Changes in world, workplace mean changes in scope of occupational health

Occupational, environmental health has key role in disaster preparedness

The scope of the occupational health practice began expanding almost from its beginnings in 1888, when Betty Moulder, a nurse in Pennsylvania, began caring for coal miners and their families. Today's occupational and environmental health nurses have one foot in the clinical world and one in the business world, with frequent steps into the policy and public health arenas.

Issues such as cost of prevention vs. cost of treatment, wellness and public health, and workers' compensation and insurance have been as much a part of occupational health nursing as tending to sick and injured employees at the work site for some time. More recent events have caused the scope of practice to expand to include environmental health, disaster and pandemic preparedness and response, and the role of occupational health in the broader field of public health in times of crisis.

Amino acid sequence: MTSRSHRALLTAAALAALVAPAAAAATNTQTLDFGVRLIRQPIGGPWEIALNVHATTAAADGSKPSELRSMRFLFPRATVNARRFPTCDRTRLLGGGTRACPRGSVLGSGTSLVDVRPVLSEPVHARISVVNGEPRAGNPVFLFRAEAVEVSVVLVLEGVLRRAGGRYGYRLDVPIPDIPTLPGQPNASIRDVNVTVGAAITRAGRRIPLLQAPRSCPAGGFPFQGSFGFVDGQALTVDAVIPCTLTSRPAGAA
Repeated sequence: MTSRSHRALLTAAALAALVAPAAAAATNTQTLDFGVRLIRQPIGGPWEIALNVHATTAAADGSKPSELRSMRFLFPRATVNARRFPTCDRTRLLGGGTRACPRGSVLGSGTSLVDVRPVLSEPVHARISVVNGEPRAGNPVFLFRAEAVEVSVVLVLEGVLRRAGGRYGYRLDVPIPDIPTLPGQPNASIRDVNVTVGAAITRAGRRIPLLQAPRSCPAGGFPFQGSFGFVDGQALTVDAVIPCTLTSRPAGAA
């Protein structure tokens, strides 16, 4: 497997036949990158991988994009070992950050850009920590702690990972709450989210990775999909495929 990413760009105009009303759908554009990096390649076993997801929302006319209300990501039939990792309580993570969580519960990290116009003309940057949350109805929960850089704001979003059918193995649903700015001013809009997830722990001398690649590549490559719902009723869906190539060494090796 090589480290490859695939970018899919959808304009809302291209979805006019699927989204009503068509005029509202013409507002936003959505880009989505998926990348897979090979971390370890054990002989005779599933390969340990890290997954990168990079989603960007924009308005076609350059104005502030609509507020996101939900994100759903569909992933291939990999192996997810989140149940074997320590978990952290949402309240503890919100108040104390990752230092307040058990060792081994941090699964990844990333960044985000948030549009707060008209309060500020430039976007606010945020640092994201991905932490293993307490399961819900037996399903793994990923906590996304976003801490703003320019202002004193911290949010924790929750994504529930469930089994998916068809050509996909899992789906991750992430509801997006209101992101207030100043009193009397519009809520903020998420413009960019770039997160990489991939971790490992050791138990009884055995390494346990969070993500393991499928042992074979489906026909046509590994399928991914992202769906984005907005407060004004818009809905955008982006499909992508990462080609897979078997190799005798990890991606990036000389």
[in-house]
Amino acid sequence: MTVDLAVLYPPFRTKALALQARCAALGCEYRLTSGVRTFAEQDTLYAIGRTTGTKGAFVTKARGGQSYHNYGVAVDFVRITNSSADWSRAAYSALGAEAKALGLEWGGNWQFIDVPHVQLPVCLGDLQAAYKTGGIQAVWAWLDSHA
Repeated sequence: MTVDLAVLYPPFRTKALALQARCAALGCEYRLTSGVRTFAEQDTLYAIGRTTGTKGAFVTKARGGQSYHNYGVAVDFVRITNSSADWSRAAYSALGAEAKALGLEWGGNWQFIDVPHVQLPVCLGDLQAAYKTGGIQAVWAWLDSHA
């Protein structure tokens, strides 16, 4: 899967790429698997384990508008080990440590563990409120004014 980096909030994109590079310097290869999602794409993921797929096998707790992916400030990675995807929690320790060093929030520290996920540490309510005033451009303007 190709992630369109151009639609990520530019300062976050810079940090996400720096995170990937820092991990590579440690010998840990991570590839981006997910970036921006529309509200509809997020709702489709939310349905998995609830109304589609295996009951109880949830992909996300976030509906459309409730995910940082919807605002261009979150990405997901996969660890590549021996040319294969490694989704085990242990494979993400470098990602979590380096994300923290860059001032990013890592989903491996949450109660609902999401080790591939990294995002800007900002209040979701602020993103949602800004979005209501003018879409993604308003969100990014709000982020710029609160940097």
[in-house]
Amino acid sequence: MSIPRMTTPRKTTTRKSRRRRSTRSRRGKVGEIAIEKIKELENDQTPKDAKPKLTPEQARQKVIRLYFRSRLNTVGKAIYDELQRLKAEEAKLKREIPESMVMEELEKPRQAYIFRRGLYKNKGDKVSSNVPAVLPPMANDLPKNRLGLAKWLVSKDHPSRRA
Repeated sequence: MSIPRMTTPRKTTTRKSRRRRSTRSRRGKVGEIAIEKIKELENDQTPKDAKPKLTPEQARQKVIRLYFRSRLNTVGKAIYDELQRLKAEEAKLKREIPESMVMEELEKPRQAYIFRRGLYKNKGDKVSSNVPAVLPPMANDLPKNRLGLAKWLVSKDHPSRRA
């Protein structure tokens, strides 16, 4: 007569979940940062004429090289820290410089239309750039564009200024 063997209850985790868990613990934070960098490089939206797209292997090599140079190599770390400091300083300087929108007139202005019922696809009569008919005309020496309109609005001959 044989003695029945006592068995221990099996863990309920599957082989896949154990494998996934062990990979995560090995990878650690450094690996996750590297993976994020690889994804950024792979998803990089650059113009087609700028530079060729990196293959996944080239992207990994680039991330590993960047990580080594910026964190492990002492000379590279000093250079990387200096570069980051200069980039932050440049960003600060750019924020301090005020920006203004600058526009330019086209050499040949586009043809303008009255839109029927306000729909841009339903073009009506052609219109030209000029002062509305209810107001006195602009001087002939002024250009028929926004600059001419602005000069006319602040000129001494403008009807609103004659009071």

"Some of the things I see happening [indicate] that occupational and environmental health nurses have much broader responsibilities than they have had in the past," says Susan Randolph, MSN, RN, COHN-S, FAAOHN, American Association of Occupational Health Nurses (AAOHN) president.

The U.S. Department of Labor's Bureau of Labor Statistics (BLS) projects that employment in the occupational health field will grow at a rate of 9% to 17%, and cites the Sept. 11, 2001, terrorist attacks as one reason.

"Emergency preparedness has become a greater focus for the public and private sectors, and for occupational health and safety specialists and technicians," the BLS states (see

Disaster preparedness big OH focus

Occupational and environmental health professionals in all areas of the discipline have taken a greater role and and been more active in disaster preparedness in the nearly five years since the Sept. 11 attacks and the subsequent anthrax, avian flu, and SARS scares.